A southern Lebanon village backed by Hizbullah overpowered United Nations troops Saturday, seizing weapons and wounding one U.N. soldier in the eye. A United Nations Interim Forces in Lebanon (UNIFIL) spokesman said that the Lebanese army intervened and that the U.N. soldiers retrieved their weapons.
The clash was an escalation of increasing tension in southern Lebanon, where UNIFIL officers have said they cannot carry out a mandate to keep Hizbullah from being armed, despite UN Resolution 1701 that ended the second Lebanon War and stated that as a condition. Saturday’s incident occurred after a U.N. vehicle arrested an Arab who opposed the presence of the international soldiers. Local residents joined the opposition and attacked the French troops with rocks, sticks and eggs, wounding a soldier in the eye and smashing windows of jeeps.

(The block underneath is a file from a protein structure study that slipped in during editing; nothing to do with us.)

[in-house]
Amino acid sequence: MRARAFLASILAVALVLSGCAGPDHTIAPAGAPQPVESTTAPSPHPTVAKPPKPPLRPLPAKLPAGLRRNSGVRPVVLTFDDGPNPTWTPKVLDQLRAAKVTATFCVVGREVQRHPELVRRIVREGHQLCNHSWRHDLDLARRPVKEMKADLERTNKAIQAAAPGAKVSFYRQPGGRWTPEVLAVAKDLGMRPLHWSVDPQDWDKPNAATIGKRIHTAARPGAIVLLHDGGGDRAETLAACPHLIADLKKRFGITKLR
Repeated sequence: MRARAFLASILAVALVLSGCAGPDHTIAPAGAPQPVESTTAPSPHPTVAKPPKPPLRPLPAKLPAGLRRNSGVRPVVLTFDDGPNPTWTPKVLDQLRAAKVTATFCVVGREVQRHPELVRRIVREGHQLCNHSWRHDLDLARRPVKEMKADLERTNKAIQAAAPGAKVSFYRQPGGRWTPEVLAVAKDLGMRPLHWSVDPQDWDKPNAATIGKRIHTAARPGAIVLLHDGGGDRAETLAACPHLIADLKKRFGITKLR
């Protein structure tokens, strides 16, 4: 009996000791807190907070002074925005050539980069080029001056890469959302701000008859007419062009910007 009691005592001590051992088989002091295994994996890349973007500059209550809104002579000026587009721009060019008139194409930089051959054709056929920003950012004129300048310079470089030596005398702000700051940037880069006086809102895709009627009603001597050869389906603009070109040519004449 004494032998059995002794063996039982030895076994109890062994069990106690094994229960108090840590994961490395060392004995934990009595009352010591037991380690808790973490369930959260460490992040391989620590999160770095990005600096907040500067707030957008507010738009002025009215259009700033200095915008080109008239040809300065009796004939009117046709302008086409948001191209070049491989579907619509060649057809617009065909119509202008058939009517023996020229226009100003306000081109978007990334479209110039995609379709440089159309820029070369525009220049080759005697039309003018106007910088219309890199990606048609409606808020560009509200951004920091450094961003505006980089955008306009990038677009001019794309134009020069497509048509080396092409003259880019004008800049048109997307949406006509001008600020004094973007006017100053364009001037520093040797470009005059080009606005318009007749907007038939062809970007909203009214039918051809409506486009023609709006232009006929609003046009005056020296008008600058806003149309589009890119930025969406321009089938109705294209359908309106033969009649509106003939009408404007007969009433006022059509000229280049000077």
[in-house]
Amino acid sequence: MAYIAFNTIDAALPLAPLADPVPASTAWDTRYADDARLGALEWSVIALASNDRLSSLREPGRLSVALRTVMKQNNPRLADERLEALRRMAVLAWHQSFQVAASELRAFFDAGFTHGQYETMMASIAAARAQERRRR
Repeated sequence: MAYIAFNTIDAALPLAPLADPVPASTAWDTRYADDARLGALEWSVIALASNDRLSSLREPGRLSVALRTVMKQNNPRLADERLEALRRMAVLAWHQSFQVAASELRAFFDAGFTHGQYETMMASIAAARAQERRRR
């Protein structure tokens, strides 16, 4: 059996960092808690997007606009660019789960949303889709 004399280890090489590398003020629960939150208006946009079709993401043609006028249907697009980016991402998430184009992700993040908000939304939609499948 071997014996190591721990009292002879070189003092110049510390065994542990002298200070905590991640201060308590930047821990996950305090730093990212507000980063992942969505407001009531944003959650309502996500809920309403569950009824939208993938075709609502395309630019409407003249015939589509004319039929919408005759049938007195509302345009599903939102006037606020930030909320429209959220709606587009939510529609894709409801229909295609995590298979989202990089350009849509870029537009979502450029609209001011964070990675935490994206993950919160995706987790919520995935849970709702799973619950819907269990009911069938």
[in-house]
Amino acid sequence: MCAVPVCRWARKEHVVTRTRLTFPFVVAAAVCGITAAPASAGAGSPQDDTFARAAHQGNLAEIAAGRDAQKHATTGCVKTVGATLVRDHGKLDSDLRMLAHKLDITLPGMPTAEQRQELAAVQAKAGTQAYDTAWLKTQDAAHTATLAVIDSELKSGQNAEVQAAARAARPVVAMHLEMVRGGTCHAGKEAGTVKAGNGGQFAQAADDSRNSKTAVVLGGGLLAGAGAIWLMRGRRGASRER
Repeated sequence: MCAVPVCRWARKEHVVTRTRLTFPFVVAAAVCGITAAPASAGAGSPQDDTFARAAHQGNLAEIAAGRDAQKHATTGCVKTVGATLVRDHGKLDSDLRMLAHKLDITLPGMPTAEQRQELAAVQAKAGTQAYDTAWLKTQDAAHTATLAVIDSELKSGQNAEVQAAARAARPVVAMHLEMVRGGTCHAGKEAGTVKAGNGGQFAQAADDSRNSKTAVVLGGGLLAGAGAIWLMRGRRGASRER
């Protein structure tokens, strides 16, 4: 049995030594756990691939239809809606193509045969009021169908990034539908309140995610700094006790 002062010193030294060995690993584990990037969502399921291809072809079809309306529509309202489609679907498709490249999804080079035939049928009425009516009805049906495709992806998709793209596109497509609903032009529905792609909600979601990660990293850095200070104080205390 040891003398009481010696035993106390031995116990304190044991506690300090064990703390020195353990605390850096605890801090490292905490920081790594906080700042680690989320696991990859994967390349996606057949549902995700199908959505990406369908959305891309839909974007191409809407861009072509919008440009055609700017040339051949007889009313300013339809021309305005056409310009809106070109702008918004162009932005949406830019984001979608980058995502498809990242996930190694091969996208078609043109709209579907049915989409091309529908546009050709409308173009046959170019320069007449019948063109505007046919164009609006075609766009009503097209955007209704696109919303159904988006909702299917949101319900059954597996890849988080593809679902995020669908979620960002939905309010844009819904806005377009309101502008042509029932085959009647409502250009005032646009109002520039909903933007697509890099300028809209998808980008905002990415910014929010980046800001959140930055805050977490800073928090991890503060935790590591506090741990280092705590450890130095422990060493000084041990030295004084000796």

U.N. special coordinator in Lebanon, Michael Williams, told reported Thursday there have been several incidents in the area and added, "Some of these may have been something spontaneous in the street, but some were clearly organized,"
Hizbullah, which has been accused of agitating villagers to violence, blamed the United Nations troops for causing confrontations. Naim Qassem, the deputy leader of the terrorist organization, told a Lebanese newspaper Saturday, "The situation can be calmed by a change in the conduct of the international forces."